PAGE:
Let me talk about well sizes in Wyoming for a moment. Our acreage is largely federally-owned and as such, the plan of development is a joint process between the federal regulatory agencies in the state of Wyoming and the producers. We, Ultra, are not the sole decision-maker in choosing where we drill wells in the field, so we don't necessarily gets to drill the best wells first. In fact, our average well sizes changes over time, as we are active in different parts of the field. For example, in 2006, we averaged EURs slightly in excess of 5 Bcfe per well; 2007, a little larger than 4 Bcfe; in 2008, over 3.5 Bcfe; 2009, back up to 5 Bcfe; 2010, 4.5 Bcfe; and this year, with more flank and 5-acre wells, about 3.6 Bcfe.

A simple 5-year average of reserve sizes is 4.5 Bcfe, which happens to match the average reserve size for the field. In 2012 and 2013, we move to parts of the field where expected EURs will range between 4.5 to 6 Bcfe. We have participated in approximately 1,700 wells so far in the field, with an undeveloped inventory 3x that number, over 5,000 locations yet to go. So the variability of well sizes, over time, is not significant.

Let me mention a few notable completions in our Wyoming operations this quarter that go to the issue of where we are drilling in the field. A Boulder well was brought online with an initial production rate of 10.4 million cubic feet per day, and a Warbonnet well is brought online with an initial production rate of 10 million cubic feet a day. Both of these wells are located in development area 4, DA 4, which is in the southern part of the Pinedale field.

At the end of the quarter, 6 of the 8 drilling rigs were operating in this area. Looking ahead the expectations for the fourth quarter. We plan to drill 52 wells and bring online 67 wells for a total of 242 wells drilled and 289 wells online for 2011.

In Pennsylvania, our Marcellus production averaged 126 million cubic feet equivalent per day. This represents 18% of our total company production and a 155% increase over the third quarter of 2010. On a sequential quarterly basis, we grew our Marcellus volumes 20% over the second quarter of 2011 and achieved a new production record of 140 million cubic feet equivalents per day. Our year-end exit rate is estimated to be 160 million cubic feet equivalents per day but could be as high as 220 million cubic feet a day based on year-end well connect timing.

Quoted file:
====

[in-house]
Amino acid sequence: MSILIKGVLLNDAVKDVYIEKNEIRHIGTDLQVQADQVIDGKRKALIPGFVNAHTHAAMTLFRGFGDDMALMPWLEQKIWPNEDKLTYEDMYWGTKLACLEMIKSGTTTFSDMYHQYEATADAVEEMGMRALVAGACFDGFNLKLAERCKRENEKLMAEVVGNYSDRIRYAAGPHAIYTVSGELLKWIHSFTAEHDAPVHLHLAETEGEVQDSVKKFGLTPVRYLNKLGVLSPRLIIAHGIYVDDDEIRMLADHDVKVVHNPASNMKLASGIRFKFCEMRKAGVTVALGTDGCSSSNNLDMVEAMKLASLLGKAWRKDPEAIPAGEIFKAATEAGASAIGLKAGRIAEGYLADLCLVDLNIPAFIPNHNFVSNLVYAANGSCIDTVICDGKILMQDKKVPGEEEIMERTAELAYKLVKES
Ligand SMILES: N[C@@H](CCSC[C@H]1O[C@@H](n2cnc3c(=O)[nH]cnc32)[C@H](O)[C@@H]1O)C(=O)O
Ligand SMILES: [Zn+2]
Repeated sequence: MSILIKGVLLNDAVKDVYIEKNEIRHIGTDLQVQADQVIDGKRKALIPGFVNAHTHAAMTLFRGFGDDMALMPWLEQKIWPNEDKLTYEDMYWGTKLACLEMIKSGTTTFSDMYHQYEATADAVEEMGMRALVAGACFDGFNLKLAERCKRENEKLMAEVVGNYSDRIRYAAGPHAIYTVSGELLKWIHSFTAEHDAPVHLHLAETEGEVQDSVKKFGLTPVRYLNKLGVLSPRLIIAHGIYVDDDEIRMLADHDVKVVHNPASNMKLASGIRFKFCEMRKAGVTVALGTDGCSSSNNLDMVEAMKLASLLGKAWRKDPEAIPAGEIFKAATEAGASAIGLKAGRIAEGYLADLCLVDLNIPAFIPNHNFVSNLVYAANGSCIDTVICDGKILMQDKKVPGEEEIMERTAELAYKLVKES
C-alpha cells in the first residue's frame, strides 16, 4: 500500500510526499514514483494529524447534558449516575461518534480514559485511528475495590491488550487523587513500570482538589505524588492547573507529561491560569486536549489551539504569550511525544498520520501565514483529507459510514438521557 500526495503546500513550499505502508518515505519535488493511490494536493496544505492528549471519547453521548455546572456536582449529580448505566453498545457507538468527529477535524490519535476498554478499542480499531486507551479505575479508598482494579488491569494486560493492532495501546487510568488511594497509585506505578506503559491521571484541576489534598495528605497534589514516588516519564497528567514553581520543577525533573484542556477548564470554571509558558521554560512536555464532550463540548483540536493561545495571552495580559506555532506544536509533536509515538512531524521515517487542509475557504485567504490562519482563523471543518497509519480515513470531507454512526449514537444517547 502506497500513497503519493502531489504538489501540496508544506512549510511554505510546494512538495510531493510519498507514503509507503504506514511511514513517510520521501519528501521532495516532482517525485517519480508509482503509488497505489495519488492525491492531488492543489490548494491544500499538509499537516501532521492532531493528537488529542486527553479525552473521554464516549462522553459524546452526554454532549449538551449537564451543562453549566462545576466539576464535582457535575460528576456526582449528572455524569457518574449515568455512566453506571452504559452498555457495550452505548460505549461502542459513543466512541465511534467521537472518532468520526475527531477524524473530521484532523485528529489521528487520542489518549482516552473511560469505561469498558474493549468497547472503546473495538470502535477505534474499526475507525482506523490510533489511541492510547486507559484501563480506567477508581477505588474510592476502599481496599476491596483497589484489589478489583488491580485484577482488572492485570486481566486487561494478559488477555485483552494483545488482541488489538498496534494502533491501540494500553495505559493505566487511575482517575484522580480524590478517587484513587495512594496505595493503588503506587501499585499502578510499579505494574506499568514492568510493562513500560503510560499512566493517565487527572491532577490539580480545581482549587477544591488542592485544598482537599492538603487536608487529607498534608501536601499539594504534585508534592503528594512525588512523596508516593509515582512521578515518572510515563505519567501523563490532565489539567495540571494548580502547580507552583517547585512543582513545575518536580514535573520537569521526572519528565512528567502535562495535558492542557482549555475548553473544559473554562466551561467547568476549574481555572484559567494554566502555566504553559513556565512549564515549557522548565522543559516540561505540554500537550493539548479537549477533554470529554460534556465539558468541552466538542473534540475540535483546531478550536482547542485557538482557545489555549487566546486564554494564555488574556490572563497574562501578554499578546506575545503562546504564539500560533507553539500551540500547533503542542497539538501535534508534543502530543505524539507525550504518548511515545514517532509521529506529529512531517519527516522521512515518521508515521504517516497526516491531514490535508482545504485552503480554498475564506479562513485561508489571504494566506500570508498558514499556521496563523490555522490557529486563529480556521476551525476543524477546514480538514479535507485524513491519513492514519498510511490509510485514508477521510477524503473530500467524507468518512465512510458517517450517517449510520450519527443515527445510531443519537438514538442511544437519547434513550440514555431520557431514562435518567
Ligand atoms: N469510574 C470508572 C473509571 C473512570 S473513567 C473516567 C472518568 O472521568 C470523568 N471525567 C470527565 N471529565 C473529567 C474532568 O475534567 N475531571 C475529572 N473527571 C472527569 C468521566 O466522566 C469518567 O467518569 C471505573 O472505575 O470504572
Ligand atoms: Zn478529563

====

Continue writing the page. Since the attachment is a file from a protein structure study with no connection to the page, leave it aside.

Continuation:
We drilled 48 wells during the quarter and brought online 26 wells. The new well startups are almost twice the number of wells placed on production in the first 6 month of the year, underscoring the anticipated increased pace of activity. Year-to-date, we have drilled 129 wells. We placed 59 wells on production thus far, 45% of which occurred in the third quarter.

At quarter's end, there were 10 horizontal rigs working on our acreage and 4 frac crews. Currently, with a bit of drilling slowdown in the fourth quarter, there are 6 horizontal drilling rigs and 4 frac crews active. We expect this count to increase in 2012, approaching 9 rigs throughout next year.

As to the accelerating activity, we anticipate another doubling of wells online to occur in the fourth quarter. Plans are to bring 47 wells online, while only drilling 40 during the fourth quarter. For the year, a total of 169 wells will be drilled and 106 wells brought online. While we have tempered our original online forecast for 2011, we expect to exceed our production target from Pennsylvania due to flatter production declines and stronger wells.